MadSci Network: Neuroscience

Re: Can the RH Factor cause developmental or learning disabilities of any kind?

Date: Tue Feb 12 21:50:24 2002
Posted By: Robin Cooper, Faculty, neurobiology, Univ. of Kentucky
Area of science: Neuroscience
ID: 1007349830.Ns

It appears that the Rh factor can have adverse effect on brain function. 
This was a learning experience for me as well. 

I was not able to find the detailed cellular response of the mechanisms to 
the cause why the neurons malfunction but there is correlative evidence 
with many dysfunctions of brain function as a result of Rh 
incompatibility. So if brain function is altered then that could very well 
lead to mental retardation.

Below I have compiled information from various www sites and sources. It 
is a bit long but at least it will provide a good overview of the Rh 
problem and cause and various developmental problems as a result of the 

(Where the ** are located is the next passage of my annotation to the 
information provided. At the very bottom is a  listing of primary medical 
literature on Rh factor  and mental disorders).
First I think it would be best to describe what happens when a mother has 
a problem with Rh during pregnancy.

The following information was obtained from:

 ˇ°How is hemolytic disease prevented? Hemolytic disease can for the most 
part be prevented if the Rh- mother has not already made antibodies 
against the Rh factor from an earlier pregnancy or blood transfusion. 
RhoGam is a blood product that can prevent sensitization of an Rh- mother. 
It suppresses her ability to respond to Rh+ red cells. RhoGam is not 
helpful if the mother is already sensitized. Interesting to note, midwives 
and home-birth doctors, who delay clamping the cord until the blood has 
stopped pulsating, report an almost zero incidence of Rh problems. 
A blood test, called an antibody screen, can show if an Rh- woman has 
developed antibodies to Rh+ blood. 
Once a woman develops antibodies, RhoGam treatment does not help. An Rh 
sensitized mother can be checked during her pregnancy to see if the baby 
is developing hemolytic disease. Delivery may be followed by a type of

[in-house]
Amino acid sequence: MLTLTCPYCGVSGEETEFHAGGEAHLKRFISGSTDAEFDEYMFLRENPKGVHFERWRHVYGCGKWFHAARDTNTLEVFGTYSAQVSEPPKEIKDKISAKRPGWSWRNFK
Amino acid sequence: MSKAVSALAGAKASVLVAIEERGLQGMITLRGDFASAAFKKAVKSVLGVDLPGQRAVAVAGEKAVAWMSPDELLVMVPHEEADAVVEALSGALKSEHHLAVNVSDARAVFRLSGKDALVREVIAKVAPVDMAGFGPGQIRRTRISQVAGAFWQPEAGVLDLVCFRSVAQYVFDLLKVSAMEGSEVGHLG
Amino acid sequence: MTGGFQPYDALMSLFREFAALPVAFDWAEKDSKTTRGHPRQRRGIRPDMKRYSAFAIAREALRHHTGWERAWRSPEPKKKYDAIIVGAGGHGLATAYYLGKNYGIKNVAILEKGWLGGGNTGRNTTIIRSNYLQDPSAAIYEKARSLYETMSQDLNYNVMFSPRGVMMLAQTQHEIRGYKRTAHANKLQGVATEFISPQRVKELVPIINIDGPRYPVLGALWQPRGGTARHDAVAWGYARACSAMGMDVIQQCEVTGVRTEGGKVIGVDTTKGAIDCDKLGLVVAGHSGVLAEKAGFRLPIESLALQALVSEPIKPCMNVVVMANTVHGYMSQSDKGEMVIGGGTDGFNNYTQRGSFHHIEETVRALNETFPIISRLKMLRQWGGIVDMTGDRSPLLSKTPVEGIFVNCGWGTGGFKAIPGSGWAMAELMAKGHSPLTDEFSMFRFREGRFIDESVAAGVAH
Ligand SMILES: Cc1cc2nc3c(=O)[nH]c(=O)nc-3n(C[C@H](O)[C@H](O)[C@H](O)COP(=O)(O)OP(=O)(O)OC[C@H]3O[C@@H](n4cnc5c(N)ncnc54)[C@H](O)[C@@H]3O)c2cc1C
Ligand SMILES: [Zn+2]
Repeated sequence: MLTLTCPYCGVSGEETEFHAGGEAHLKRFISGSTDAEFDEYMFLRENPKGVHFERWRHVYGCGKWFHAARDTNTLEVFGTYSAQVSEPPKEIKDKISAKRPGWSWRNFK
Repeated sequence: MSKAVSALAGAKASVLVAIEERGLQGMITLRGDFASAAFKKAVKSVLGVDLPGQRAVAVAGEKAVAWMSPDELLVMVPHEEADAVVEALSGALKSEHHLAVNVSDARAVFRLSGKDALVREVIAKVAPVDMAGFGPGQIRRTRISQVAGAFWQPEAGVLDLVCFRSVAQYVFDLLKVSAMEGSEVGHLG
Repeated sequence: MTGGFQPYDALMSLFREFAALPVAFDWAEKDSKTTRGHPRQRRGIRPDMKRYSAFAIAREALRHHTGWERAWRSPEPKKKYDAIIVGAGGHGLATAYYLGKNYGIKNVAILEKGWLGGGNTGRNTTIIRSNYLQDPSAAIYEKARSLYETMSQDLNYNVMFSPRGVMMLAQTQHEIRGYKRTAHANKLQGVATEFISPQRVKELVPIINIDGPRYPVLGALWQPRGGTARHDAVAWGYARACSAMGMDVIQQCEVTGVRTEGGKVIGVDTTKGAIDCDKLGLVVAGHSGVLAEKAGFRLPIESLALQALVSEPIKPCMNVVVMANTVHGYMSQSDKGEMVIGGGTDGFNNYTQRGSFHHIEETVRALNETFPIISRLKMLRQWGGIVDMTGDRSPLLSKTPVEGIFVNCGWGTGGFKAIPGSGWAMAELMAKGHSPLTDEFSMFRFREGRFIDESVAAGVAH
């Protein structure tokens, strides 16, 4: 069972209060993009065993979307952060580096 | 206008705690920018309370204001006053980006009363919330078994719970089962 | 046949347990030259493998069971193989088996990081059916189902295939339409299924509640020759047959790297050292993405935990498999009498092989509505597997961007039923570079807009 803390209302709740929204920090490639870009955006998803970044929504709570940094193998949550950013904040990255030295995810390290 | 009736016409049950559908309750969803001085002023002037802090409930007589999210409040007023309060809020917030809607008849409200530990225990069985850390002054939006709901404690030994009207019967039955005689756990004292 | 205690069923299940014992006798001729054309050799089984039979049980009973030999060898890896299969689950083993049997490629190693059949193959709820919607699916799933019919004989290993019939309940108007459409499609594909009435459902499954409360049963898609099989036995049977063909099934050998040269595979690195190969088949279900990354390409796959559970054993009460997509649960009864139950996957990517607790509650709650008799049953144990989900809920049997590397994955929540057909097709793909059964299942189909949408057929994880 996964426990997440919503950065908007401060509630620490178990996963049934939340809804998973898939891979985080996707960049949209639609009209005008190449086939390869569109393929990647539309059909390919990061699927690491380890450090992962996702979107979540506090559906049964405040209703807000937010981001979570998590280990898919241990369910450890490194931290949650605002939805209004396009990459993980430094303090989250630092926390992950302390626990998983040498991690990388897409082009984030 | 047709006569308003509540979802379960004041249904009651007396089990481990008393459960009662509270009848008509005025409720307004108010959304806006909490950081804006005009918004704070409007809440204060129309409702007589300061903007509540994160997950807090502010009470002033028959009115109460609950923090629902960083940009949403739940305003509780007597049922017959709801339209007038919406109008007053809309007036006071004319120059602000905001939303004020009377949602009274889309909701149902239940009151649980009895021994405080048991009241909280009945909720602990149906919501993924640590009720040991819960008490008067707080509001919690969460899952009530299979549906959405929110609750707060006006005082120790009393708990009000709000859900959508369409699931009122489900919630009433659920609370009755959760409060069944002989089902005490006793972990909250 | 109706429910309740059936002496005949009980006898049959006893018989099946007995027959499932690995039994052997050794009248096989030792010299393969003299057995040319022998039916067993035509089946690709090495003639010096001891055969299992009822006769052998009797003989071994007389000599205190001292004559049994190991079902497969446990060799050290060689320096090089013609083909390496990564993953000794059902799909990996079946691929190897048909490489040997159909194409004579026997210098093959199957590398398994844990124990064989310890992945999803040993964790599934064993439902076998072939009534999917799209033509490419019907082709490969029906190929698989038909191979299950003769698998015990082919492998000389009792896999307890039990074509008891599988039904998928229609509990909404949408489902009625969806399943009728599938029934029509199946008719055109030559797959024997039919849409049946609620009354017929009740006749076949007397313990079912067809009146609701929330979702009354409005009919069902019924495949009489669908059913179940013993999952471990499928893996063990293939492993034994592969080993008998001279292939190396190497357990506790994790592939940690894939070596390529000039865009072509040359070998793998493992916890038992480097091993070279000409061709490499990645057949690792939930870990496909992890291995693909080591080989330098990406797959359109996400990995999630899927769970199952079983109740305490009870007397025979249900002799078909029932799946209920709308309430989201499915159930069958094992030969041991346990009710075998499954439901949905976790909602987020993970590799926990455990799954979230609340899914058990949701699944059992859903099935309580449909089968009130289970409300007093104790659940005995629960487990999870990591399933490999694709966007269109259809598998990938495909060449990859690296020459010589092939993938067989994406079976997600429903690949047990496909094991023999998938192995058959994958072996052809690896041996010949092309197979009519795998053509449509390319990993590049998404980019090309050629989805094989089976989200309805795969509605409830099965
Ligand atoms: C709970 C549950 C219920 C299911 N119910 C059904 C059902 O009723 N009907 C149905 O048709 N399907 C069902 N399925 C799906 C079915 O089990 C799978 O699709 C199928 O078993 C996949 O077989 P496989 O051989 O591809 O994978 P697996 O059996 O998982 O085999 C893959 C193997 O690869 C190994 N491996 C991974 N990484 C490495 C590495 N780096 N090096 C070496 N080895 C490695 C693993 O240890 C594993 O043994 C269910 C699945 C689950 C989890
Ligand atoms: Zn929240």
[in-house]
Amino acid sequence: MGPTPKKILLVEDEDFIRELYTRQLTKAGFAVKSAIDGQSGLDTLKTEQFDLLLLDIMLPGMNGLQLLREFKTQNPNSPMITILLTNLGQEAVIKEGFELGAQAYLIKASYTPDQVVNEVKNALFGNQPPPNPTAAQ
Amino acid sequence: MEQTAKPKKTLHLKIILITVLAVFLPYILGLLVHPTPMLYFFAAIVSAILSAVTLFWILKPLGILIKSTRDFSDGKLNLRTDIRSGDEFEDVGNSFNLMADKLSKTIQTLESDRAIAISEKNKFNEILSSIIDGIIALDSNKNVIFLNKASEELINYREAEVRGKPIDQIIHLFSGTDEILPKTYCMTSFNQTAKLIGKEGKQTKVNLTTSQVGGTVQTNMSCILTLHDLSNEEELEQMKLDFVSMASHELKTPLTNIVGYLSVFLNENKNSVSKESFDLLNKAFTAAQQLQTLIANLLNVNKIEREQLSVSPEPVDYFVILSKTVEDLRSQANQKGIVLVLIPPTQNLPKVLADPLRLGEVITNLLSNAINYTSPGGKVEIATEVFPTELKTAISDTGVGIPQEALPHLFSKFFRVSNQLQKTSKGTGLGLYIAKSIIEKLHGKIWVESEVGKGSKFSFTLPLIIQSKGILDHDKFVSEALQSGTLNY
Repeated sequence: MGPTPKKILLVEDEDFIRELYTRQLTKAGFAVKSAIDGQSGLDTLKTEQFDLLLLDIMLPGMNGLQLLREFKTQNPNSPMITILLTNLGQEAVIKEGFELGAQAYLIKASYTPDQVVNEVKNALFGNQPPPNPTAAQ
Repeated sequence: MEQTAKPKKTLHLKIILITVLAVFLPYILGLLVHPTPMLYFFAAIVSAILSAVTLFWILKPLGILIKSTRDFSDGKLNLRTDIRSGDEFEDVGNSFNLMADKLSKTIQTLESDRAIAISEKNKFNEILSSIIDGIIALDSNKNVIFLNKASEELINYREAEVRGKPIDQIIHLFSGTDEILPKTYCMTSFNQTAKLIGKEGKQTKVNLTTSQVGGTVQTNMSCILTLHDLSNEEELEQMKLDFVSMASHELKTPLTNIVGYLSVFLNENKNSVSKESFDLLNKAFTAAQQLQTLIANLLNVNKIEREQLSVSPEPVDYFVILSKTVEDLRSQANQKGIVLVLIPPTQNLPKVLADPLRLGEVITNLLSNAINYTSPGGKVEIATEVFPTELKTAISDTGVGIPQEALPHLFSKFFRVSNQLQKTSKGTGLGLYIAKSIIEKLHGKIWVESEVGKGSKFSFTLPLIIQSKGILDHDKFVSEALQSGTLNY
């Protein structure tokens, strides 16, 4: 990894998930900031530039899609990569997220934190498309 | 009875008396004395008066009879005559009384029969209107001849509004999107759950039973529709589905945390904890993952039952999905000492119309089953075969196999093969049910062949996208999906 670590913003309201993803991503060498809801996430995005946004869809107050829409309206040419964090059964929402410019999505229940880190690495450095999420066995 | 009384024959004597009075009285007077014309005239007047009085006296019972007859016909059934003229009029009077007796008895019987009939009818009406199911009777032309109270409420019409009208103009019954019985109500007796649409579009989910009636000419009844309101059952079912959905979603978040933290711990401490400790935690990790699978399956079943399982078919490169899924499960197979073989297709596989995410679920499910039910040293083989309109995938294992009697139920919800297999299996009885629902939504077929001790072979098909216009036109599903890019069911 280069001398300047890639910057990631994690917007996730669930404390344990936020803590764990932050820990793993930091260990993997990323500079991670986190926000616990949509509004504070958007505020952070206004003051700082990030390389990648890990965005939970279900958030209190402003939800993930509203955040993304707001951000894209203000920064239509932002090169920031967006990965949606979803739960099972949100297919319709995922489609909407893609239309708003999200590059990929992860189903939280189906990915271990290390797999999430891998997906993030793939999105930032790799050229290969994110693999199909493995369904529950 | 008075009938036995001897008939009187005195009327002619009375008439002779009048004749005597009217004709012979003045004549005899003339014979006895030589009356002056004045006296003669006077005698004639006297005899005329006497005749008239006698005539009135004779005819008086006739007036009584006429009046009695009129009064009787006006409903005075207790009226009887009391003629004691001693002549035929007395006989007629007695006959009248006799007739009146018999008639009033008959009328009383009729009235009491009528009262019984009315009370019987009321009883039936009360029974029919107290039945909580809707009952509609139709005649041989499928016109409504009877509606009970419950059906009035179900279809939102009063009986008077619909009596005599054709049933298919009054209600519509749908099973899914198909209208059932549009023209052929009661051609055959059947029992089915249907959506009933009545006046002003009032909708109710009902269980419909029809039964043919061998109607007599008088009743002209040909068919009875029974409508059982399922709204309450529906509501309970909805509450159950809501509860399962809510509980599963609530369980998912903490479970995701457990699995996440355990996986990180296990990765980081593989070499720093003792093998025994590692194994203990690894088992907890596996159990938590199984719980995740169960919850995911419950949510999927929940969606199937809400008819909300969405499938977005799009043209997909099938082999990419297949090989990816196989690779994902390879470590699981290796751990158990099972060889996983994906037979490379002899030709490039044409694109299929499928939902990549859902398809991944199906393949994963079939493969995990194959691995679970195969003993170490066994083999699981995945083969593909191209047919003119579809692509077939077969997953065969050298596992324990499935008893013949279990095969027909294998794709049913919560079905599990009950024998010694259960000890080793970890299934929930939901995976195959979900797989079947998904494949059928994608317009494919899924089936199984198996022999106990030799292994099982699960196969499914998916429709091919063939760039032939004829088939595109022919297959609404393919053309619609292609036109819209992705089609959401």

transfusion for the baby that will replace the diseased blood cells with 
healthy blood. 

Prior to RhoGam, somewhere between 10 to 16 percent of Rh- women became 
sensitized to their baby's blood. Traditionally, RhoGam is given within 72 
hours of birth. This is a recommendation which arose from the fact that 
the researchers developing the protocols for giving RhoGam postpartum used 
the 72 hour period because of the logistics of drawing blood from 
volunteers who were newly delivered and usually discharged by 72 hours. 
Since they had such a high success rate with this particular protocol, 
this 72-hour limit became sacred. However, immunologists know that immune 
response is not initiated until fetal cells are identified by the mother's 
spleen. This process can take weeks. Therefore, you can go past the 72 
hours before administrating the RhoGam vaccine. 

RhoGam is developed by injecting human volunteer donors (Rh-) with the 
positive Rh factor, then drawing their blood once antibodies have been 
formed. This blood is concentrated into a serum for injection. RhoGam is a 
human-blood product and therefore, despite all government reassurances, 
may contain the AIDS virus. RhoGam reduces, but does not eliminate the 
possibility of Rh sensitization. 

RhoGam joins a long list of medical interventions that once were 
considered to be beyond question but now are suspect. RhoGam, like 
immunizations and silver nitrate in the eyes of newborns, has been a form 
of Holy Water in the Religion of Modern Medicine. 
Since 2 percent of Rh- women still become sensitized even with RhoGam, 
researchers, seeking to better the percentage, began to give RhoGam at 28 
weeks of pregnancy. This is a relatively new procedure. 
With prenatal RhoGam, the future siblings are the ones who may benefit 
from the treatment, rather than the baby who is subjected to the risk. 
Tests on babies whose mothers were given RhoGam prenatally imply that the 
immunoglobulin reaches the baby in measurable amounts. No one knows what 
the effect might be on an Rh- female baby who later gives birth to Rh+ 

Because the baby's blood type is not ordinarily known during pregnancy, 
the standard of care among United States obstetricians has come to be that 
all babies of Rh- mothers, regardless of their blood type, are exposed to 
RhoGam. This means that approximately 35 percent of babies are needlessly 
exposed to RhoGam. Another group of babies needlessly exposed are those 
who will be their mother's last child. It is only future pregnancies that 
are affected by the mixing of blood between Rh- mothers and Rh+ babies. 
A part that may cause problems, in addition to the AIDS question, is the 
preservative thimerosol, which is a mercury derivative. Mercury crosses 
the placental barrier and, within minutes of maternal exposure, the unborn 
baby receives 30 times the concentration level of the mother. 
The use of RhoGam during pregnancy may be dangerous to the baby. Some 
mothers after receiving prenatal RhoGam have had their babies die within a 
week of having the vaccine.ˇ±